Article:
If you work in HR, there is a high probability you read the title of this blog and thought to yourself, "Well, it's about time!". The human resources department has been under a lot of pressure and responsibility (more than usual) for multiple years in a row now due to the state of today's workforce.
Research by TINYpulse states that burnout and empathy fatigue have stayed at high levels for HR and business leaders compared to employees from Q4 2021 to Q1 2022. Burnout for HR specifically demonstrated a consistent upward trend since we began measuring in Q3 2021.
Source: TINYpulse State of Employee Engagement Q1 2022
Typically articles like this are for you, the HR team member or business leader, as the audience to provide tips and insight on how to improve your employees experience at work (burnout, engagement, experience, etc). But today, we're flipping that narrative on its head. HR teams are and have been under tremendous pressure and need something to change. Right now organizations are at risk of higher levels of turnover from their HR departments due to burnout.
We have designed the rest of this blog to provide tips and strategies for HR teams (you) to support HR teams (yes, you!) to decrease burnout and emotional exhaustion in the workplace. To gain a full picture of the landscape we're dealing with, let's start at the beginning.
The correlation between workplace stress and burnout is well-established, but this doesn't mean that the two are synonymous. The term "burnout" is a feeling of exhaustion and an overall sense of apathy toward your job. Burnout is much more than just having a bad day at work or not wanting to begin the next item on your to-do list. It's a serious condition that can lead to chronic health problems if ignored.
What is burnout?
Burnout is a state of physical, emotional, and mental exhaustion caused by prolonged stress. It's a form of stress that occurs when you go beyond your natural ability to cope with the demands of your work or daily life.
What is empathy fatigue?
Empathy fatigue occurs when a person experiences emotional exhaustion and reduced empathy after prolonged exposure to emotional demands from others.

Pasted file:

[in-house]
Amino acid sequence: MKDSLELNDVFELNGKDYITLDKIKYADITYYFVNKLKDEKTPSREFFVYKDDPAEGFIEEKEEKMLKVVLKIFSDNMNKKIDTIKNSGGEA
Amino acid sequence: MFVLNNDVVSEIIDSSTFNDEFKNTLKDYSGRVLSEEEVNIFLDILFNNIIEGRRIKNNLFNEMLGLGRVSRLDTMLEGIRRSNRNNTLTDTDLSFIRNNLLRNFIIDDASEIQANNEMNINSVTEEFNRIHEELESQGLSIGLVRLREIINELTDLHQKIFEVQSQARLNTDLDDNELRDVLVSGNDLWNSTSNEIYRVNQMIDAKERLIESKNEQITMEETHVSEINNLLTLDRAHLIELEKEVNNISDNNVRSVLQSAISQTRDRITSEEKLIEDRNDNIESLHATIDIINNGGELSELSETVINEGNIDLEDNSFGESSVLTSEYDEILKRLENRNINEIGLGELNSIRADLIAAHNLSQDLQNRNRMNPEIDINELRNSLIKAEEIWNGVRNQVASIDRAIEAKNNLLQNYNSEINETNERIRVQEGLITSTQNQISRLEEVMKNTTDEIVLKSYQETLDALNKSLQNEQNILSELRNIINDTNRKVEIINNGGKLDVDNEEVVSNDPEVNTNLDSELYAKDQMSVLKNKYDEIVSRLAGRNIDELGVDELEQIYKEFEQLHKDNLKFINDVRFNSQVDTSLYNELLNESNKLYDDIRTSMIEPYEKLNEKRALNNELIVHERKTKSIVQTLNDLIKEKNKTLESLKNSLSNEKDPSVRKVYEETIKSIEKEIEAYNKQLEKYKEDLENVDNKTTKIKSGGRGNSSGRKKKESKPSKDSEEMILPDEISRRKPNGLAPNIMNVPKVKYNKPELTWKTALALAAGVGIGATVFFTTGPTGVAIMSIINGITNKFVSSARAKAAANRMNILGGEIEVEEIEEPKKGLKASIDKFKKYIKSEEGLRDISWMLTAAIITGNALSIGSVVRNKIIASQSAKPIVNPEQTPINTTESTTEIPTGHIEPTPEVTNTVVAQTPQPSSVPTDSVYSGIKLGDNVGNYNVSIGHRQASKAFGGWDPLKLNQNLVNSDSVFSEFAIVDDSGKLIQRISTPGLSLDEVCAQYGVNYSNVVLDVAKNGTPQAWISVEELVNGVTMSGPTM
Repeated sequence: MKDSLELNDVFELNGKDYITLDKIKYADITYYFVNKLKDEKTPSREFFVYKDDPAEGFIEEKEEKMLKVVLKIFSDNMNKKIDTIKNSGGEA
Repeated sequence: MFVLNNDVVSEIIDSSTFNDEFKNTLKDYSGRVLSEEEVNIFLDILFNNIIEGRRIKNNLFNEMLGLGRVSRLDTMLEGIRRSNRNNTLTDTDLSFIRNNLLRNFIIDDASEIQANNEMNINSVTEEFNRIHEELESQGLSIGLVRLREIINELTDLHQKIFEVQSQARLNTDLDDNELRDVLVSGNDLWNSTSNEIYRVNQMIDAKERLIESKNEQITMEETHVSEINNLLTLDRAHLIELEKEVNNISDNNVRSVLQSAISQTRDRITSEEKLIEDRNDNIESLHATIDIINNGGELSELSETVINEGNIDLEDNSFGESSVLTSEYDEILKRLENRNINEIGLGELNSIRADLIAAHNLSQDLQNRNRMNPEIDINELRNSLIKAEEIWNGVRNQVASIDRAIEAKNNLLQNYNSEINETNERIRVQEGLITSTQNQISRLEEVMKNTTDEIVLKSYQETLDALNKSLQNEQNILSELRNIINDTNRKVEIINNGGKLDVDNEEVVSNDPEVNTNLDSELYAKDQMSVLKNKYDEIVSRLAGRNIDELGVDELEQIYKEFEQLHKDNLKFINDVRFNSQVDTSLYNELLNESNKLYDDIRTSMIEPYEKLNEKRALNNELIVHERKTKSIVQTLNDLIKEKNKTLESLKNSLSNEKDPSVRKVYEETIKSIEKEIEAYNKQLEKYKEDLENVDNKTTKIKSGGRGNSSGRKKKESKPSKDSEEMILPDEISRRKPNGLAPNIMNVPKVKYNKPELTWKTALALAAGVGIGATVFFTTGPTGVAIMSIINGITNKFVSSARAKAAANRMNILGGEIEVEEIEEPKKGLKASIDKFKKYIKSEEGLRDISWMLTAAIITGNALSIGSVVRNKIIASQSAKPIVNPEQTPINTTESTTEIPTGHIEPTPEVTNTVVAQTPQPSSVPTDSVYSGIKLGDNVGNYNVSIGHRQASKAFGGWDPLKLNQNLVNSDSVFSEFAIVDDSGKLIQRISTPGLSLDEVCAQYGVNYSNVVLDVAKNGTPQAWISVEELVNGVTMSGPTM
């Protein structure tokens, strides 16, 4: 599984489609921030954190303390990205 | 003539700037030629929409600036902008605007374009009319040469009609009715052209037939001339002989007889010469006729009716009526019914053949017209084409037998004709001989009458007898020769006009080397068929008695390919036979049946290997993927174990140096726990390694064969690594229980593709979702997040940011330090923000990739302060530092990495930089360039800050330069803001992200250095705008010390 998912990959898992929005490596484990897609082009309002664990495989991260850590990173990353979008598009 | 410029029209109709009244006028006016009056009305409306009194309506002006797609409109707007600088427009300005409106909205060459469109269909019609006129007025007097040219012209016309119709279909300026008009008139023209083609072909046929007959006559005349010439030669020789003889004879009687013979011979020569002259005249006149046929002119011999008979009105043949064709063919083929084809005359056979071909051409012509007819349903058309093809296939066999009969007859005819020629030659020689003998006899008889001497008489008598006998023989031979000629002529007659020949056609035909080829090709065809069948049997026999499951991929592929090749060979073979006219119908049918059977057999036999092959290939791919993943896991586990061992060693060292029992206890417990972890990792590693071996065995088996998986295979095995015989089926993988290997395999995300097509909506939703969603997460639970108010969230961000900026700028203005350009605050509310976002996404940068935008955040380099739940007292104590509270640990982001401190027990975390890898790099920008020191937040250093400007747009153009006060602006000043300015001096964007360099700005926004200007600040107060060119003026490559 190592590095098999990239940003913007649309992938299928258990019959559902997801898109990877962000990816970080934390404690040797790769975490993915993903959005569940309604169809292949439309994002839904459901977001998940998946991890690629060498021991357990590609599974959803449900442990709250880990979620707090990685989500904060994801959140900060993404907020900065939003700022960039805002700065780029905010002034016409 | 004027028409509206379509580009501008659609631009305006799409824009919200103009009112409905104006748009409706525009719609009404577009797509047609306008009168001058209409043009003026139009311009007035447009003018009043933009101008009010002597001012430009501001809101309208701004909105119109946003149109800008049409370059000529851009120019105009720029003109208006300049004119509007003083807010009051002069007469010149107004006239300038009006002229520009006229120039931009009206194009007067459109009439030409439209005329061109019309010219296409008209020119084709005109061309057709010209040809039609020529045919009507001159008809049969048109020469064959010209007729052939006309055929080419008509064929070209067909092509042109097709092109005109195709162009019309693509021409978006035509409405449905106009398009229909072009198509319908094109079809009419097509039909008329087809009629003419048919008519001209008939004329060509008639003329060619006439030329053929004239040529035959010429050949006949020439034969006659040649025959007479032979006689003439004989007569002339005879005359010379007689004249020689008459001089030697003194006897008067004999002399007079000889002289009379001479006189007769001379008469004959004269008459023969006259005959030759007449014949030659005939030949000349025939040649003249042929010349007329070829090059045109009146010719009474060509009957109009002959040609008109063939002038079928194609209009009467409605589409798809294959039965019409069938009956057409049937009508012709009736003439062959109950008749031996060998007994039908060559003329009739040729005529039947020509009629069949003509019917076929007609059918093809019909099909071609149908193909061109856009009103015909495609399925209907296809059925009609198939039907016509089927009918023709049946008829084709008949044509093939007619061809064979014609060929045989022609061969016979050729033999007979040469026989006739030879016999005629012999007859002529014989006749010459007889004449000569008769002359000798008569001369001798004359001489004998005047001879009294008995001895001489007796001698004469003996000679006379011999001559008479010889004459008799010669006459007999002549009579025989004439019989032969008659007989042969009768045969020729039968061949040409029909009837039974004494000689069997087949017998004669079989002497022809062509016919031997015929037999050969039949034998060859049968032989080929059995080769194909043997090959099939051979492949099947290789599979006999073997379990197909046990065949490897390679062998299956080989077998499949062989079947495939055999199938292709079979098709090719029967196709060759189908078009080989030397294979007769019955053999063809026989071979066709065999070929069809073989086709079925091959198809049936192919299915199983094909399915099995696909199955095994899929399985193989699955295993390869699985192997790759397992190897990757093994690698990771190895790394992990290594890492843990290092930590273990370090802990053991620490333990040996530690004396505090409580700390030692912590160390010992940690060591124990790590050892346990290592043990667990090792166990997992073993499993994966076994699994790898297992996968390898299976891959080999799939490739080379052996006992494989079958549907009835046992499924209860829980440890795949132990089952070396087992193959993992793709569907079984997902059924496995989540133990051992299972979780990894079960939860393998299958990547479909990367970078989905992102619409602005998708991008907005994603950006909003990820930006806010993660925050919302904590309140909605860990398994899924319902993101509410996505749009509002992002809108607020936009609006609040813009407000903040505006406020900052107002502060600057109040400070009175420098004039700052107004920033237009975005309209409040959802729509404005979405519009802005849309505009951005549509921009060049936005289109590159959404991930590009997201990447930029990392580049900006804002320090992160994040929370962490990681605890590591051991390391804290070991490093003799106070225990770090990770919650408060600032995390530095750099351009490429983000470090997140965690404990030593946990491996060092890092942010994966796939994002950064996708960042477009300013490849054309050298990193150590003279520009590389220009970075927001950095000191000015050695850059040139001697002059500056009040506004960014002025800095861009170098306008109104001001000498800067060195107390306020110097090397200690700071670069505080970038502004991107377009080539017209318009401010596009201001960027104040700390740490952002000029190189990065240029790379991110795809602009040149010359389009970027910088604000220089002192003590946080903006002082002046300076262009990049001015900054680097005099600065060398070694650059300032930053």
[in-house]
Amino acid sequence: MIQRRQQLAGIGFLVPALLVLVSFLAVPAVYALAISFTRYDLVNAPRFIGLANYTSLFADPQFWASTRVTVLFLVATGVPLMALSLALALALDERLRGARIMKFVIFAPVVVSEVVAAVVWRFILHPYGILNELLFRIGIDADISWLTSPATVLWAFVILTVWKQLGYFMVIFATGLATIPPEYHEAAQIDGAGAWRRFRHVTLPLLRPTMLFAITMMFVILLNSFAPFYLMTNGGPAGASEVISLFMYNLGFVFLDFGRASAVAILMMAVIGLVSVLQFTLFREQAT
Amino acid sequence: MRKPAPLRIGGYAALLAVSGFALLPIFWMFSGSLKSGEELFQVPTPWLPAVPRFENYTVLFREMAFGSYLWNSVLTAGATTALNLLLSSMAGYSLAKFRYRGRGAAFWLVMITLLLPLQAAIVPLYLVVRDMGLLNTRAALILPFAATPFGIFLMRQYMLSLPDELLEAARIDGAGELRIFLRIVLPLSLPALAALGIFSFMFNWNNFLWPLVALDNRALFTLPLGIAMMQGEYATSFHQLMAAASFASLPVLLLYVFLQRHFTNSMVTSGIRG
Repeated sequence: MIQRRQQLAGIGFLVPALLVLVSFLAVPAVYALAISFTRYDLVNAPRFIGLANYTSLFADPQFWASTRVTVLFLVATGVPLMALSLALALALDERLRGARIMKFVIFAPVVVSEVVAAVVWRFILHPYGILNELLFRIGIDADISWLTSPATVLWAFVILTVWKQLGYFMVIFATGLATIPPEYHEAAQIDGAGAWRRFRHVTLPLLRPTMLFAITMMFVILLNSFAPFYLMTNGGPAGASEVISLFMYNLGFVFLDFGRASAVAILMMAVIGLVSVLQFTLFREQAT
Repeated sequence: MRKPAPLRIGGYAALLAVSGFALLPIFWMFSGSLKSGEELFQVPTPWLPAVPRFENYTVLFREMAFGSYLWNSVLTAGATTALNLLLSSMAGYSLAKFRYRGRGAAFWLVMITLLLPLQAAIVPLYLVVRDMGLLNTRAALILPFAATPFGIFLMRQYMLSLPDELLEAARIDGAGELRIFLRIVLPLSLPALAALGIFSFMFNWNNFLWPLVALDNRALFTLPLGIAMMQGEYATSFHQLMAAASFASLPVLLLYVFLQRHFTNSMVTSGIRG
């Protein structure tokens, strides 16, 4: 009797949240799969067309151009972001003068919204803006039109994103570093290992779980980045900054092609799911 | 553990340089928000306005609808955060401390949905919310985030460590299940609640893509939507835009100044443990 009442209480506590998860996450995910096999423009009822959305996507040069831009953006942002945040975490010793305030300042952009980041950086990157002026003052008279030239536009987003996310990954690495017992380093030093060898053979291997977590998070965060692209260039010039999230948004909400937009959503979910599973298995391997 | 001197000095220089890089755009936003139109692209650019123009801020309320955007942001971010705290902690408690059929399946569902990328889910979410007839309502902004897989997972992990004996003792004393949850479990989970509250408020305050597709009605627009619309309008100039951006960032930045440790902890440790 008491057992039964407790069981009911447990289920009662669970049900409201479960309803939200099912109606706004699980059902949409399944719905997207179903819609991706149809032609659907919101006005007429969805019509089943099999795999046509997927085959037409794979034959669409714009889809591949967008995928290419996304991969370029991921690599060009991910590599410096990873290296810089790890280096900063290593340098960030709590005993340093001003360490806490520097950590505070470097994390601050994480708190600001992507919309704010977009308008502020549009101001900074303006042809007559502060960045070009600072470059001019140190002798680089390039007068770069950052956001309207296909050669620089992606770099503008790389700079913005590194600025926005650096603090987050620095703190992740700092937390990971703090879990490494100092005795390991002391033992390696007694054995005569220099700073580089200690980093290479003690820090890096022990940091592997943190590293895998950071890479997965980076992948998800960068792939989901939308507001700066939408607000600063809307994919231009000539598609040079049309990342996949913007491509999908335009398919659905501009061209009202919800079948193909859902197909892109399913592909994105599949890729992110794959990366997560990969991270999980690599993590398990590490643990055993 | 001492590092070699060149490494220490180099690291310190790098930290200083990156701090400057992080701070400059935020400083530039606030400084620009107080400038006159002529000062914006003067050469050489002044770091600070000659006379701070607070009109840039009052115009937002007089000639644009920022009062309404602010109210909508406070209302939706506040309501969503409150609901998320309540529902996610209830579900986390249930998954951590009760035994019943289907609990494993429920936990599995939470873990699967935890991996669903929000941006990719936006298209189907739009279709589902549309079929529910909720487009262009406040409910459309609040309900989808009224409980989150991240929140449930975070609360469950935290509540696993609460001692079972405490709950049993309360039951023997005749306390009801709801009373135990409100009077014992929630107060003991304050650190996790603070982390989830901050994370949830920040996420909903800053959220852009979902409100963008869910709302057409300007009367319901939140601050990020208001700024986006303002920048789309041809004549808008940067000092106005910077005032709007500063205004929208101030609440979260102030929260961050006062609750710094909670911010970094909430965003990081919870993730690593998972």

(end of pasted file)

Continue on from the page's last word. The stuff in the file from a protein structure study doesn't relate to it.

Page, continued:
The resulting feeling of being overwhelmed and worn out can lead to withdrawal from others (often in the form of irritability), or even a desire to quit your job altogether. People who are burnt out may still feel satisfied with their jobs; they just don't feel as if they have enough time to do it all.
How does burnout affect HR teams and business leaders?
The effects of burnout on work are wide-ranging and can be seen in several different ways, including absenteeism and poor performance. If an employee is experiencing burnout, they might begin to take more days off from work or call out sick at the last minute. Considering HR's crucial role in organizations, this can wreak havoc on a company's ability to attract and retain top talent.
Burnout also impacts how you perform at work. An employee who isn’t motivated by their job may not do as well as they could have done otherwise, which means that they need help getting back on track when they return from their leave of absence or fill in for someone else while they're away. Not only does this affect morale within your company—as colleagues support each other but also see others struggling—but it also affects productivity throughout all departments and levels across your workplace. HR teams are at the front lines when it comes to employee experience. If the HR team is experiencing burnout, they will not be able to onboard new employees and/or train employees to perform at their highest level.